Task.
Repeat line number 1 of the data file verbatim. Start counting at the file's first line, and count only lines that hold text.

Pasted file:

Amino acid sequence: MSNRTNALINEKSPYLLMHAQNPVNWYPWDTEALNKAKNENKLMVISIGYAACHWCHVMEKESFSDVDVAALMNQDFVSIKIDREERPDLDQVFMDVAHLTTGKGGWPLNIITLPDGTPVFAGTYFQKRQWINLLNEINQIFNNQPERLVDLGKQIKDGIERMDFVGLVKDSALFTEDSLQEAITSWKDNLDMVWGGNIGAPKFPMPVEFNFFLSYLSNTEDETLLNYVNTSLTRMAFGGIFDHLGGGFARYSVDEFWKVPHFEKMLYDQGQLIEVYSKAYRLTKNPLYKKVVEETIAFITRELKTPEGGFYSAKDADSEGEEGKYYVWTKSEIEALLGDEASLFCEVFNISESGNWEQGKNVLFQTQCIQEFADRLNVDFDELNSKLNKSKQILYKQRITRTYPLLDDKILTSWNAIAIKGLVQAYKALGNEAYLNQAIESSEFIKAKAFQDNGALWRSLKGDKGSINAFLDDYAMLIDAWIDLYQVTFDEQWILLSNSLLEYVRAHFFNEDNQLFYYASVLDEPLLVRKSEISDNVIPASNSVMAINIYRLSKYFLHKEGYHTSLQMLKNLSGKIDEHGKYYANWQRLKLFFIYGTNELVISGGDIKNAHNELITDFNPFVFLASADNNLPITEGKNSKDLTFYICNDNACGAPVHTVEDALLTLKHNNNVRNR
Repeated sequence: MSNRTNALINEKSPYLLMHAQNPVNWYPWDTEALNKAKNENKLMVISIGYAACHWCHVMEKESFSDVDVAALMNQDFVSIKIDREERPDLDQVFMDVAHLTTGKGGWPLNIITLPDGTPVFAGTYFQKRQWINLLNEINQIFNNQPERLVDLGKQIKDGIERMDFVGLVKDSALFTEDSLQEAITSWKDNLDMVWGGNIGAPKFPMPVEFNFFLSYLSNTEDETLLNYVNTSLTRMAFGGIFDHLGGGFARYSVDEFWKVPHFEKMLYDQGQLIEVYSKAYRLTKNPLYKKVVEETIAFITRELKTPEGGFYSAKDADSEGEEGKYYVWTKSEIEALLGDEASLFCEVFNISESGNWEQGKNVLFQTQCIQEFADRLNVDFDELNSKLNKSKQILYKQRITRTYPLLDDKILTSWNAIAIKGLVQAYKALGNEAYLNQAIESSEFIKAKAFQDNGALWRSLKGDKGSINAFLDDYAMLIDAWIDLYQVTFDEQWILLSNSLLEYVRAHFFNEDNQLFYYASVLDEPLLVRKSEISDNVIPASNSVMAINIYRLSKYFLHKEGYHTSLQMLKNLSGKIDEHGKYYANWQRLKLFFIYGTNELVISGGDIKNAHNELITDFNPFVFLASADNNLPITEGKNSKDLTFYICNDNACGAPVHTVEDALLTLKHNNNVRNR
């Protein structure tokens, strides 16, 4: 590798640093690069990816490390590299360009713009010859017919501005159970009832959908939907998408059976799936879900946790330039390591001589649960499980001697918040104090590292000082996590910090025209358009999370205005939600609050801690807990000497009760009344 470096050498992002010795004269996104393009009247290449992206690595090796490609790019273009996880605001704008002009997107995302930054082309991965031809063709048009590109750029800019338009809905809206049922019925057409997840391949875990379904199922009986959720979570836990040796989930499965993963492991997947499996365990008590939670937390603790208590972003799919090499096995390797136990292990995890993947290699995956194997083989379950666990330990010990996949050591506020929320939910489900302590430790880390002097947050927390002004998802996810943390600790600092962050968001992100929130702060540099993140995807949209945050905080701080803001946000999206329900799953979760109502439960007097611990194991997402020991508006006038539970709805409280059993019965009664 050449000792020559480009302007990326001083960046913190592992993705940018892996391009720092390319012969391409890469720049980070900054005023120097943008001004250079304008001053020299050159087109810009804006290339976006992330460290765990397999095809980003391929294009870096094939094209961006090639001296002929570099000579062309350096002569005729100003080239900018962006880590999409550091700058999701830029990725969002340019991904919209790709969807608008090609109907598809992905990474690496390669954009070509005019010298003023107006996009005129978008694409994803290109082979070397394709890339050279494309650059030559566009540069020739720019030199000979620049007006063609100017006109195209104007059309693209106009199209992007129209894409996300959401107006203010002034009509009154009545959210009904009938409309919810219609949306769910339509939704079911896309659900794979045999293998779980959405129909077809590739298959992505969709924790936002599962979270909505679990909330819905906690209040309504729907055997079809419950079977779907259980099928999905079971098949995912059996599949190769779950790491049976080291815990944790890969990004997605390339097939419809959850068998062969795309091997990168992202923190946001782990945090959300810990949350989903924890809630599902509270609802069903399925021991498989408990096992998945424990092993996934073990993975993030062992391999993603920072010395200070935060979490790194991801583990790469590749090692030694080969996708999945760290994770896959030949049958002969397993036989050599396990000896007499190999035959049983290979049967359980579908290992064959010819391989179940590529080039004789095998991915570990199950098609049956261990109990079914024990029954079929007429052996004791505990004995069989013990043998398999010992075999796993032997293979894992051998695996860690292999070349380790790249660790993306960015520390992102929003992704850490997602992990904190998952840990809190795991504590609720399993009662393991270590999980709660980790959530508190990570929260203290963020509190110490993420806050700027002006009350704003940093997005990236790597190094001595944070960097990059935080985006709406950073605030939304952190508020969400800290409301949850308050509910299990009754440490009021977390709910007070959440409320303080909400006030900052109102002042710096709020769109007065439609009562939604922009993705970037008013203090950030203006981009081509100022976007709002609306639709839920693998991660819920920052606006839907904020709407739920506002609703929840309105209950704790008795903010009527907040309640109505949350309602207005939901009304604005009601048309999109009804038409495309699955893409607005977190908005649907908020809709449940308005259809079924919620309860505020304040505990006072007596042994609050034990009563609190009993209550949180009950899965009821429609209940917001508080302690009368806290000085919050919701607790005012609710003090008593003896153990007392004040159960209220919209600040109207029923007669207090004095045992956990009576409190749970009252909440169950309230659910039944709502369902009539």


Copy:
Amino acid sequence: MSNRTNALINEKSPYLLMHAQNPVNWYPWDTEALNKAKNENKLMVISIGYAACHWCHVMEKESFSDVDVAALMNQDFVSIKIDREERPDLDQVFMDVAHLTTGKGGWPLNIITLPDGTPVFAGTYFQKRQWINLLNEINQIFNNQPERLVDLGKQIKDGIERMDFVGLVKDSALFTEDSLQEAITSWKDNLDMVWGGNIGAPKFPMPVEFNFFLSYLSNTEDETLLNYVNTSLTRMAFGGIFDHLGGGFARYSVDEFWKVPHFEKMLYDQGQLIEVYSKAYRLTKNPLYKKVVEETIAFITRELKTPEGGFYSAKDADSEGEEGKYYVWTKSEIEALLGDEASLFCEVFNISESGNWEQGKNVLFQTQCIQEFADRLNVDFDELNSKLNKSKQILYKQRITRTYPLLDDKILTSWNAIAIKGLVQAYKALGNEAYLNQAIESSEFIKAKAFQDNGALWRSLKGDKGSINAFLDDYAMLIDAWIDLYQVTFDEQWILLSNSLLEYVRAHFFNEDNQLFYYASVLDEPLLVRKSEISDNVIPASNSVMAINIYRLSKYFLHKEGYHTSLQMLKNLSGKIDEHGKYYANWQRLKLFFIYGTNELVISGGDIKNAHNELITDFNPFVFLASADNNLPITEGKNSKDLTFYICNDNACGAPVHTVEDALLTLKHNNNVRNR